The World Health Organization said Monday the plasma therapy that received an emergency-use authorization from the administration of President Donald Trump — which hailed it on Sunday as a “breakthrough” in treating COVID-19 — is still unproven and cautioned that the there is “very low evidence” that it is safe and effective.
Dr. Soumya Swaminathan, chief scientist at the WHO, told reporters at a Monday briefing that while there are many clinical trials seeking to evaluate the use of blood plasma from patients of the deadly illness who have recovered, only a few have reported results.
“The results are not conclusive,” Swaminathan told the briefing. “The trials have been relatively small, and the results in some cases point to some benefit but have not been conclusive.”
Other experts agreed. The American Society for Biochemistry and Molecular Biology said just last week that the Food and Drug Administration was holding back on issuing the EUA, which is not a full approval, because government scientists were awaiting trial results.
“President Trump is once again putting his political goals ahead of the health and well-being of the American public,” the ASBMB said in a statement. The president for some time “has pushed a narrative that scientists are slow-walking treatments for COVID-19 until after the November election in an effort to hurt his re-election chances. These accusations are baseless and dangerously politicize science,” said the statement.
The statement cautioned that blood-plasma transfusions “are not without risks, including death, and scientists should be afforded the opportunity to prove the benefits outweigh the risks.”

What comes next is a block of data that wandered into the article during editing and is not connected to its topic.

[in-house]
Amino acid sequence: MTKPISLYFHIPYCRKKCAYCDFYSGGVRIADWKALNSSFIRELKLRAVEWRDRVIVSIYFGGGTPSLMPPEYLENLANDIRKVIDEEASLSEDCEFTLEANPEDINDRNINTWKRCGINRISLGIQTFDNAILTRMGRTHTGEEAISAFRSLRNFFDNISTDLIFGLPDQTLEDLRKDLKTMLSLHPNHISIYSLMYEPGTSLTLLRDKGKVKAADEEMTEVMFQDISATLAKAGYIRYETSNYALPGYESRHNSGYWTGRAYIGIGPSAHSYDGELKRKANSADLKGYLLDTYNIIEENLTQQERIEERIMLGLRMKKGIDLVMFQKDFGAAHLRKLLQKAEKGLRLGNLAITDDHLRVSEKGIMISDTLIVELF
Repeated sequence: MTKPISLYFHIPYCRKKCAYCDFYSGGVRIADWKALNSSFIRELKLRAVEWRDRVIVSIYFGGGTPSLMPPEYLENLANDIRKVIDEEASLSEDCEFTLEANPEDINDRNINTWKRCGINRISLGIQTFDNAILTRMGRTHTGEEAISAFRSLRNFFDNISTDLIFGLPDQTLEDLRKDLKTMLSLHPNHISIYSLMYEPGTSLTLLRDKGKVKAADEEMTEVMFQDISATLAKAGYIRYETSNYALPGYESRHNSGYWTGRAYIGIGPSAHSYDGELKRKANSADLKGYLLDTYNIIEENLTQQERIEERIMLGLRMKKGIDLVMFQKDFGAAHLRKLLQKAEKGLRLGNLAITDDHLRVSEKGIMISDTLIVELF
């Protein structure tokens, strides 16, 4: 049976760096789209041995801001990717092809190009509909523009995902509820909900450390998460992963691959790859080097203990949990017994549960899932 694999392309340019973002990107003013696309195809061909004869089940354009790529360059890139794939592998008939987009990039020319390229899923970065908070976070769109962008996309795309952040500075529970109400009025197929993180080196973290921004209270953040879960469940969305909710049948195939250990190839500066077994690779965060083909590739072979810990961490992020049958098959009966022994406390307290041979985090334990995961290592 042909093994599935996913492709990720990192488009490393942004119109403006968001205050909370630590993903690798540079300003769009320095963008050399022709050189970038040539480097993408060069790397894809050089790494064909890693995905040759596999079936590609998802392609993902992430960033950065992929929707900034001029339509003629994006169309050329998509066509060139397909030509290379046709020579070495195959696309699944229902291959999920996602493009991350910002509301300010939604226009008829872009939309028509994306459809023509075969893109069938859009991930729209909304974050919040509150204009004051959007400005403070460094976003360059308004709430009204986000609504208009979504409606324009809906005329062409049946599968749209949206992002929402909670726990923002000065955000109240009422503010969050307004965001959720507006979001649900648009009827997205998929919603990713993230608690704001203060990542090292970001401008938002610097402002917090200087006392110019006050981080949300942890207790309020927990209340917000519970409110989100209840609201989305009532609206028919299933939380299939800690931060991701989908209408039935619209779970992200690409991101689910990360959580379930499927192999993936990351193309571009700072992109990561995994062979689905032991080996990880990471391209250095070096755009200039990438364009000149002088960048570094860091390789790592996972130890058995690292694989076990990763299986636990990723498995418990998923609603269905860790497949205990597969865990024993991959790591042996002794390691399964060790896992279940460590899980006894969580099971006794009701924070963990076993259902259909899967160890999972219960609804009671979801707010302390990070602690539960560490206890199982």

Former FDA Commissioner Scott Gottlieb also dismissed talk of a slowdown in developing COVID-19 treatment and therapies.
“I firmly reject the idea they would slow-walk anything or accelerate anything based on any political consideration or any consideration other than what is best for the public health and a real sense of mission to patients,” Gottlieb told CBS’s “Face the Nation,” the Associated Press reported.
In other news:
• Researchers in Hong Kong are reporting the first confirmed case of a patient being reinfected with COVID-19, the New York Times reported Monday. The patient, a 33-year-old man, was diagnosed 4½ months after first testing positive. In the first case, the patient had mild symptoms, and he has no symptoms this time around, the paper reported.
The researchers said the second positive test matches a strain seen in Europe in July and August, and the patient had visited Spain. Doctors in other countries have reported cases of presumed reinfection, but without the testing needed to be sure. The research suggests patients may not develop immunity to the illness that lasts more than a few months.
• France said it will impose a 14-day quarantine on travelers from the U.K. in the coming days, after the U.K. imposed that same quarantine on visitors from France. Separately, France is reporting a worrying outbreak of COVID-19 at a naturist resort on the Mediterranean coast near Béziers, the Guardian reported.
Roughly 100 holiday makers at the resort have tested positive, while another 310 test results are being awaited, the paper reported. France counted 4,897 new cases in a 24-hour period on Sunday, and its rate of infection rose to 1.34, which means every 10 people infected are infecting 13 others.